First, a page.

I attended a couple of events at the end of last week which caused me to feel a little more positive about some of the things going on in Scotland in terms of retailing and towns.
On Thursday I was in the audience for the last presentation in a series organised by The Stirling Civic Trust. On this occasion it was a double-header by Jane Nelson from Stirling City Heritage Trust and Lindsay Lennie, the expert on historical shopfronts and shopfront conservation (her web site is here).
Jane told the story of being asked to look into the concept of ‘Monumentenwacht’ (a proactive maintenance scheme for traditional buildings) and proposing such a scheme for Scotland (the executive summary of the report is here). On the back of this Fiona Hyslop approved a pilot Traditional Buildings Health Check Scheme; the pilot programme is being set up in Stirling, managed by Stirling City Heritage Trust in partnership with Historic Scotland.
In the meantime Jane and Lindsey have also been working together on restoring a set of shopfronts in King Street in Stirling. Stirling City Heritage Trust appointed Lindsey to assess 15 city centre shops for a pilot Facade Enhancement Scheme. This involved a detailed assessment of each shop including background research in the local museum, archives and library. The shops were primarily of inter-war date including two marble-fronted shops dating to 1936 and a row of particularly attractive bungalow shops dating to 1930s. The final report made recommendations for the 15 shops in terms of their conservative repair, signage and security measures. Available funding from Stirling City Heritage Trust and Stirling Council has been used to renovate and repair these shopfronts with improved and appropriate security measures where required.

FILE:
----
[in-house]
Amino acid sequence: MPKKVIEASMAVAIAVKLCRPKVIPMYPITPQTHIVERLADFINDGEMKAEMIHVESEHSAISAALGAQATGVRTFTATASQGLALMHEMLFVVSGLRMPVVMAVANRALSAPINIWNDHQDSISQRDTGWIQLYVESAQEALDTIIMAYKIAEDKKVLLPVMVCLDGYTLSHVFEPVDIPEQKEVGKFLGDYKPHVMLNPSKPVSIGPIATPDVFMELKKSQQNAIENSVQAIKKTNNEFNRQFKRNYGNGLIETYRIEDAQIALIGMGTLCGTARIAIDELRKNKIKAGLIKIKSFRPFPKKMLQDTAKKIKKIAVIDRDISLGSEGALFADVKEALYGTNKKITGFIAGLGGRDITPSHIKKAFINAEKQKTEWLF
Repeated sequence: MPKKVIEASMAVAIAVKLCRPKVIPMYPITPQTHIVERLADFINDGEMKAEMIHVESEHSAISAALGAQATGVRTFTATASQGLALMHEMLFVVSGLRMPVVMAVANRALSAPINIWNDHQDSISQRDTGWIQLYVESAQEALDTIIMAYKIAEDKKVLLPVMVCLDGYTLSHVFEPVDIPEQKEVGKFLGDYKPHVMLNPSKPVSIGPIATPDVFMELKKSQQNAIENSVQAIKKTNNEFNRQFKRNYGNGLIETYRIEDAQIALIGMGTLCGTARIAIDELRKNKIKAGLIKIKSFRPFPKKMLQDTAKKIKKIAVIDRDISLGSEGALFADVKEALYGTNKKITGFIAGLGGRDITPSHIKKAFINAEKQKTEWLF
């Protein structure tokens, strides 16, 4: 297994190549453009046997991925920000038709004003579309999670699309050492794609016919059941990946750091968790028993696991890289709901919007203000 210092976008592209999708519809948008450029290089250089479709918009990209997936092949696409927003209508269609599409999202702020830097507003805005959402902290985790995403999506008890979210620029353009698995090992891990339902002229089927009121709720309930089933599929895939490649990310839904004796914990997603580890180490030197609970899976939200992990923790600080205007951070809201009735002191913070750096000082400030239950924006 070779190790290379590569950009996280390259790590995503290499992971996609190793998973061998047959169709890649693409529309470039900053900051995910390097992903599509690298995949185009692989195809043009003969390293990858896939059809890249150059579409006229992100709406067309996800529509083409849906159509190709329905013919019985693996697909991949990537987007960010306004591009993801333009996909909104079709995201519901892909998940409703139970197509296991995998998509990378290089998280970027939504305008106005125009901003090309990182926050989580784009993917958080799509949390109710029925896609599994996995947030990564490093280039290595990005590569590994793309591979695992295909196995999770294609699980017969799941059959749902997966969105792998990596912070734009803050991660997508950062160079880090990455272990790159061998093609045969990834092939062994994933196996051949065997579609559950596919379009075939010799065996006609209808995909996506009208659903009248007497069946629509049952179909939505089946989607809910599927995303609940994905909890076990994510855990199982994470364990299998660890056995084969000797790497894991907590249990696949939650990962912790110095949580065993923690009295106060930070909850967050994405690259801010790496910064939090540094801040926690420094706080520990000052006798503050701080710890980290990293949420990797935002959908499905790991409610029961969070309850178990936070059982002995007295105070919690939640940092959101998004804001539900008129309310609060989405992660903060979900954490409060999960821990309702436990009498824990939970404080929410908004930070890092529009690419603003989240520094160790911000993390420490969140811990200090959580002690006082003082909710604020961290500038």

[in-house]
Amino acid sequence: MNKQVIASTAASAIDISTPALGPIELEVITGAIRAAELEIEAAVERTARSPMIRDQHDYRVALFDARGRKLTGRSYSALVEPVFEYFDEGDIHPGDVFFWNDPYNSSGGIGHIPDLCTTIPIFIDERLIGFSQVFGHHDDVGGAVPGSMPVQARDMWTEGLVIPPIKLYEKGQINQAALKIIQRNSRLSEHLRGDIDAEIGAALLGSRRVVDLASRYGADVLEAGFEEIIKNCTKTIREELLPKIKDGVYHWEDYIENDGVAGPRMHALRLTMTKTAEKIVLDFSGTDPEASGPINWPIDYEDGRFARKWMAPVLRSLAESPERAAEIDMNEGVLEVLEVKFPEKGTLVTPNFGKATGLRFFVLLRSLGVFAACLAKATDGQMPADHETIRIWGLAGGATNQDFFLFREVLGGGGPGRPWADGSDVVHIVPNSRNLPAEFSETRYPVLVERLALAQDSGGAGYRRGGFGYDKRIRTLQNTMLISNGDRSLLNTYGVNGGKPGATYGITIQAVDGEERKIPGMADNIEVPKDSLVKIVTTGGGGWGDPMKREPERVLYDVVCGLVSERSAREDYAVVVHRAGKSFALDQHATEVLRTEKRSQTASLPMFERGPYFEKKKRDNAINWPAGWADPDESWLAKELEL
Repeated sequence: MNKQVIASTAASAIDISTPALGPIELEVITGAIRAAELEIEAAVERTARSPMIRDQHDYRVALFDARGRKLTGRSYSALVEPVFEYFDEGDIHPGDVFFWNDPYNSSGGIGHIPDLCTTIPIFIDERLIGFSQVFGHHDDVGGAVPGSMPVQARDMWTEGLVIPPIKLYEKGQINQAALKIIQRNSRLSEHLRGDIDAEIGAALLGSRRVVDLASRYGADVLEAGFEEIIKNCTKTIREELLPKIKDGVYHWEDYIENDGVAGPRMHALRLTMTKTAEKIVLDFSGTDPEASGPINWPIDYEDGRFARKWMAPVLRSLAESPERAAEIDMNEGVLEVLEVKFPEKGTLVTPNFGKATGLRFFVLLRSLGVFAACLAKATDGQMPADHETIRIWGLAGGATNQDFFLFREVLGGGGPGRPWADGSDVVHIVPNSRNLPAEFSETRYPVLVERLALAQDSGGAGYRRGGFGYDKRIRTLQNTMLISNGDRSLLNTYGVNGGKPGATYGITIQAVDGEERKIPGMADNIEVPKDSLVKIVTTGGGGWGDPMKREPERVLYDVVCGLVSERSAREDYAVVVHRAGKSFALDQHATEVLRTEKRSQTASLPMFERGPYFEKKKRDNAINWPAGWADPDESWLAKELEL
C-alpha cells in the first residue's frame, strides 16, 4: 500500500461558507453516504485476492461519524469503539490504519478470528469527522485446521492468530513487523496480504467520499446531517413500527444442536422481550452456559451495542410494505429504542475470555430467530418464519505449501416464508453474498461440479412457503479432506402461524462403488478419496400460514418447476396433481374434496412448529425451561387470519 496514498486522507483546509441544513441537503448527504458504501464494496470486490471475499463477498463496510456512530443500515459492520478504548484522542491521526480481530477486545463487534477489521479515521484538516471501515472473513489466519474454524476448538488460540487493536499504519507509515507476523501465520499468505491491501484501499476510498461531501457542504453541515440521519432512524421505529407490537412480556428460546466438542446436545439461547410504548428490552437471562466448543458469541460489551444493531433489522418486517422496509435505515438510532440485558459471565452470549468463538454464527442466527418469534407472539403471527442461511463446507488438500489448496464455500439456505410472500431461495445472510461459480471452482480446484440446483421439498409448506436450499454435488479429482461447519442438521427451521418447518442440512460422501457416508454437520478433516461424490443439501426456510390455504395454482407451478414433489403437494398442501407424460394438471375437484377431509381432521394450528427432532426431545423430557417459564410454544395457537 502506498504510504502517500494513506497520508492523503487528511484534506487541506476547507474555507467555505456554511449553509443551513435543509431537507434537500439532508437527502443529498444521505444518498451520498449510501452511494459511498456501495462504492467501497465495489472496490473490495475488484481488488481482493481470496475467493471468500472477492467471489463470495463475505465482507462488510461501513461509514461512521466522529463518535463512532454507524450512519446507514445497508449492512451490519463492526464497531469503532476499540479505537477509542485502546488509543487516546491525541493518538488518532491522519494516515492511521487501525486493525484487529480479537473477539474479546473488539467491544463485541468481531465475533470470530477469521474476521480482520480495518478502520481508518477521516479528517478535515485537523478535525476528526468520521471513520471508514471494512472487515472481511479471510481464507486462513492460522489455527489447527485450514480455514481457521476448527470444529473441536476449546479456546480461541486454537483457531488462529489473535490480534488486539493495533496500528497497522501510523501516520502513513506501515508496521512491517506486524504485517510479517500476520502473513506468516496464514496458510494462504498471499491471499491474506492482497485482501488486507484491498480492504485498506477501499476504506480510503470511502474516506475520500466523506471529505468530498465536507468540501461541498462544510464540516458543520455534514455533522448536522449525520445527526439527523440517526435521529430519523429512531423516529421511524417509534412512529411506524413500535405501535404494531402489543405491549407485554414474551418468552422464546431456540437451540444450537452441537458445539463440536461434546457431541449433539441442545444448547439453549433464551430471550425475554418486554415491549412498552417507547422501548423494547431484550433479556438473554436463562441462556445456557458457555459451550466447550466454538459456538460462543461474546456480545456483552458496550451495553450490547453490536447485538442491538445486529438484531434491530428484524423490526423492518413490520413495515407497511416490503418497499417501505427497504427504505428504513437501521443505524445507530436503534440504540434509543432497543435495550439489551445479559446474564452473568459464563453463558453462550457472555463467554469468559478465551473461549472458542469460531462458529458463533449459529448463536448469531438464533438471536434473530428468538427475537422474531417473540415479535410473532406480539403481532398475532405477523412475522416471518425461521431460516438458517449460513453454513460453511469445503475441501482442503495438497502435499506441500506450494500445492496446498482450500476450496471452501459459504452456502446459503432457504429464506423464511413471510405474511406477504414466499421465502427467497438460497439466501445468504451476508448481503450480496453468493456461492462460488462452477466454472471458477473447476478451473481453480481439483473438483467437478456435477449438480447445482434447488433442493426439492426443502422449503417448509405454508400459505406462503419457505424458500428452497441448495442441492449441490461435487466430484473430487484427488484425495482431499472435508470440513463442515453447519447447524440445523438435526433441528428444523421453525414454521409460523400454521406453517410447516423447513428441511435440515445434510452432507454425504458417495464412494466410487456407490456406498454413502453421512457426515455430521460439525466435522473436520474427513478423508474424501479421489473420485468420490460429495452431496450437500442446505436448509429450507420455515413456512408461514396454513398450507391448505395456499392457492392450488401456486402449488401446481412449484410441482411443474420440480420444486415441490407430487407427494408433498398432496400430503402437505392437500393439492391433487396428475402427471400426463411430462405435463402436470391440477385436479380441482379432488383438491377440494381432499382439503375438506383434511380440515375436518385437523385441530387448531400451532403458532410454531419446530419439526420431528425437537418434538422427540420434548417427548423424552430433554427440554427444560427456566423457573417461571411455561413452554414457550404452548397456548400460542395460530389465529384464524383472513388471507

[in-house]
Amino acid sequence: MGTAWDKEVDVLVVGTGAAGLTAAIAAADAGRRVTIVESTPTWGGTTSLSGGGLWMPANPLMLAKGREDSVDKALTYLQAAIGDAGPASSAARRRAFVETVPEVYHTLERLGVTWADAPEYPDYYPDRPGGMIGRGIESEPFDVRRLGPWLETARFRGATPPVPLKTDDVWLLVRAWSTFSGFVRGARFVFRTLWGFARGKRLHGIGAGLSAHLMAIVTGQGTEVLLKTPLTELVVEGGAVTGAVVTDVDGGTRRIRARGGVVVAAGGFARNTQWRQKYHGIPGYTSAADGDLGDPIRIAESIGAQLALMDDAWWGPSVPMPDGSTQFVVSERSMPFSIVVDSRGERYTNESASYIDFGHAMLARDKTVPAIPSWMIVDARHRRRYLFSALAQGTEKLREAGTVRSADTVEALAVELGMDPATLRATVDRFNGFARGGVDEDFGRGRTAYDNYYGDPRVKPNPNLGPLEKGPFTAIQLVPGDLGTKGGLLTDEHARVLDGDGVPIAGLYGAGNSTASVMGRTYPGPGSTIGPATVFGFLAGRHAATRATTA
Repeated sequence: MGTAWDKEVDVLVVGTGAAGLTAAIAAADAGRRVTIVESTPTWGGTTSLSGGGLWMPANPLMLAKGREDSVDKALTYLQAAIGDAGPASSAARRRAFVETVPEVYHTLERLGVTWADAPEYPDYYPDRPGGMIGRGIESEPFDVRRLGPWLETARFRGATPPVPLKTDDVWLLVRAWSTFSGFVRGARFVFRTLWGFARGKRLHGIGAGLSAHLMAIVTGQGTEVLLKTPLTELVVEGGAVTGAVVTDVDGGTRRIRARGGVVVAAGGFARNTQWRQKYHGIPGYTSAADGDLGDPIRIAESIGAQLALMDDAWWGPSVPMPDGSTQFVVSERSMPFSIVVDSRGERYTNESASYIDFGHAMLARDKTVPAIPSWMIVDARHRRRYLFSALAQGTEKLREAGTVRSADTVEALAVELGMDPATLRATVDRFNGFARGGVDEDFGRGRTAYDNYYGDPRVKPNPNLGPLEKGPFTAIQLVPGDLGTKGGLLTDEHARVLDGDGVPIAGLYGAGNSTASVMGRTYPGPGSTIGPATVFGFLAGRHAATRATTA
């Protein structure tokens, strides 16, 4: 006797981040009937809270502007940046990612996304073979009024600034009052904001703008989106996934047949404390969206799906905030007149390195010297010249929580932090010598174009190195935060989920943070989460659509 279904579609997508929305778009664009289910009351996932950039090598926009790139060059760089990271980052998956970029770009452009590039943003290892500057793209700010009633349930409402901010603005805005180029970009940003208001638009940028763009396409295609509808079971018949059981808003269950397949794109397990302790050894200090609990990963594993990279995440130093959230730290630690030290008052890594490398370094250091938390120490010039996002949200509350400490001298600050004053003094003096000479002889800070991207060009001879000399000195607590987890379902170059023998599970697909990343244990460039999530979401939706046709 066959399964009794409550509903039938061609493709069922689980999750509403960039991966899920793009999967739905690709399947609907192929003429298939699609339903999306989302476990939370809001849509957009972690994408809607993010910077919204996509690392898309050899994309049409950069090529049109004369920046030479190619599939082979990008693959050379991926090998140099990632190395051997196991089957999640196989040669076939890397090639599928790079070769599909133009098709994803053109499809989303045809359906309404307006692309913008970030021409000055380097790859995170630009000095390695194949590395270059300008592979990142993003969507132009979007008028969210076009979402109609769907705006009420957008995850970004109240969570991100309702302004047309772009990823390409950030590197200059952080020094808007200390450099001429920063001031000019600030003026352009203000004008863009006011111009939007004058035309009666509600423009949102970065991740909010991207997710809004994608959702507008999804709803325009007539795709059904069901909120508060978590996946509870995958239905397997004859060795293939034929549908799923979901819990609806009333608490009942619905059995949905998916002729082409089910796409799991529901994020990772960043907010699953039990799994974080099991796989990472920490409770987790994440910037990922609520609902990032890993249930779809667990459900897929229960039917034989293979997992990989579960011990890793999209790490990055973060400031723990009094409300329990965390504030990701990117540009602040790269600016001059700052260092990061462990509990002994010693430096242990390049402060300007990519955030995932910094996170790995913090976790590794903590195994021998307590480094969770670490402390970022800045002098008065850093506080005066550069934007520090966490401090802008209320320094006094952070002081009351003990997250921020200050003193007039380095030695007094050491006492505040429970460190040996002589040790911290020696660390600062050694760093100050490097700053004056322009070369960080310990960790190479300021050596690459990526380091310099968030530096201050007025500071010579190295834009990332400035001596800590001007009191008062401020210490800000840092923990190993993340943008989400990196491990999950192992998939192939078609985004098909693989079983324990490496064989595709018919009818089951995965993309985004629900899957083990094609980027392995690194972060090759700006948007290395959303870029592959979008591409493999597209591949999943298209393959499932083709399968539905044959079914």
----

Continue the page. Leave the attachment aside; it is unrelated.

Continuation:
The before and after shots of the premises were fascinating, as were the stories of the issues and problems in seeing the project through. The end result is impressive, though much remains to be done to the street itself and the remaining shops. The pop-up Made in Stirling shop was for a time located in one of these renovated shop premises:
The following day, along with quite a few other folk, I was at the Regeneration 2014 conference at Dynamic Earth. Opened by Derek Mackay, the Minister, who was followed by Malcolm Fraser, the architect who led the National Towns Review, the day looked at the opportunities, the barriers and some of the future developments for towns and cities across Scotland. Great case studies on Dundee, Stromness and The Helix at Falkirk enlivened the less place specific presentations.
My contribution was a piece on the future of retailing in town centres. In this (and the slides can be found elsewhere on this blog site) I was keen to make the point that despite the structural and spatial changes underway, retail will still be a big part of the central areas of places. It will be different retail in some cases, with altered foci, but retail remains a key part of towns and places. We are not in a post-retail world whatever some may say.
During the day I and a few others tweeted about odd points, sound bites and topics for discussion. These can be found at #regen2014 for those interested. To give a flavour:
- Public bodies have to think town centre first. Best value has to include impact on town centres (Derek Mackay)
- Keep assets, reduce costs, improve infrastructure, target business support to improve town centres (Barry McCulloch, FSB)
- Empower people and communities and regeneration works (Kevin Stewart, MSP)
- Town Centres only one of many local authority priorities (Thomas Glen, East Dunbartonshire and SLAED)
- Begin anywhere, take leadership, provoke possibilities, expect collaboration (Sam Cassels, SFT)
- Need for a cultural shift in planning (Craig McLaren, RTPI Scotland)
- Town centre crisis is not a retail crisis alone. (Leigh Sparks)
But I leave the final word to The Helix and the Kelpies, which I think look great from all angles